I want to get a copy of Karl Taro Greenfeld’s – a memoir about growing up with his brother Noah, who had severe autism, during the 1960s.
But I’m also hesitant. It’s obvious from reviews that it’s a frank and painful account of how it felt to be the typical sibling in a family that revolved around one child’s challenging behaviours and inability to communicate.
“I can feel the room tilting toward you whenever you walk in,” he writes of Noah, “all of the attention and parental love drains into you, never to come back out.”
I know there are times my kids feel that way about my son Ben, the oldest at 15, but the youngest of my four developmentally and in stature. Ben has a rare genetic condition. He doesn’t speak, is weak and has pain in his joints, has hearing loss and uses sign language. He’s the size of a five-year-old.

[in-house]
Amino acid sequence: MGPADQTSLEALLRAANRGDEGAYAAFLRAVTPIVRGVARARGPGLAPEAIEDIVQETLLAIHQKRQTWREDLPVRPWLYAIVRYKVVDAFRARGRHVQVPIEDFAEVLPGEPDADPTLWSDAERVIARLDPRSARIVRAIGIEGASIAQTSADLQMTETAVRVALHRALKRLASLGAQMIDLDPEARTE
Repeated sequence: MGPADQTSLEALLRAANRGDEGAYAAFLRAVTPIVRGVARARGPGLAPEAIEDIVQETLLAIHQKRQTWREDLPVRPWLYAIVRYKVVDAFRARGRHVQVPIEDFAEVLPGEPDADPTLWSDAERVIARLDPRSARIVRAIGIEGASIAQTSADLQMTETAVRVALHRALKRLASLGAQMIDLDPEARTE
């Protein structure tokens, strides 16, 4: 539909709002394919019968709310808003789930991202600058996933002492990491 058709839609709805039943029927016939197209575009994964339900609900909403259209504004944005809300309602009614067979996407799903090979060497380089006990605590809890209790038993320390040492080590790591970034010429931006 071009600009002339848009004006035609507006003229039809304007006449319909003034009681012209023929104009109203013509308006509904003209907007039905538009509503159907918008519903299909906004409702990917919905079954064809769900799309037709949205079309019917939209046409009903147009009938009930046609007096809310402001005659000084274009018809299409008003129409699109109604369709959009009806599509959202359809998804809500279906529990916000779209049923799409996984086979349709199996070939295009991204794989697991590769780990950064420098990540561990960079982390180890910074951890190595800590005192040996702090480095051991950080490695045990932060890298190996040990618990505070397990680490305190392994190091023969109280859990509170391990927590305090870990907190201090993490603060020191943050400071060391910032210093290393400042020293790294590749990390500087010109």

He can’t carry the groceries up the 30 stairs to our house or do other things we expect of his siblings. He wears hearing aids but struggles to hear with background noise, so I’m constantly telling the other kids to be quiet so Ben can understand me. Or to hold their thought while I try to decipher what Ben is signing to me. Or to walk the dog, even though it’s Ben’s dog, but he can’t walk him. Or to pull Ben in the wagon, because his knees hurt.
“But my knees hurt too Mom!”
“Not like Ben’s do I’m afraid.”
Sometimes they’ll say things like: “He gets to do whatever he wants!” And it’s hard to explain that in reality, there are so many things they can do that he can’t: from riding a bike, to swimming and playing sports, or calling a friend on the phone. To even just having a friend. Ben doesn’t have any friends.
It’s hard for kids to understand that perhaps you go easier on their sibling because that child is already up against so much. Even though you know rationally that all kids – with or without disabilities – need responsibility and limits and expectations.
I often feel like my other kids have a depth and sensitivity to them precisely because Ben is their brother.
But I also worry about them resenting him and how our family has been defined by his needs. As Karl writes in Boy Alone in reference to his brother Noah: “I am learning that I can never compete with you…I will lose every race for our parents’ time and attention.”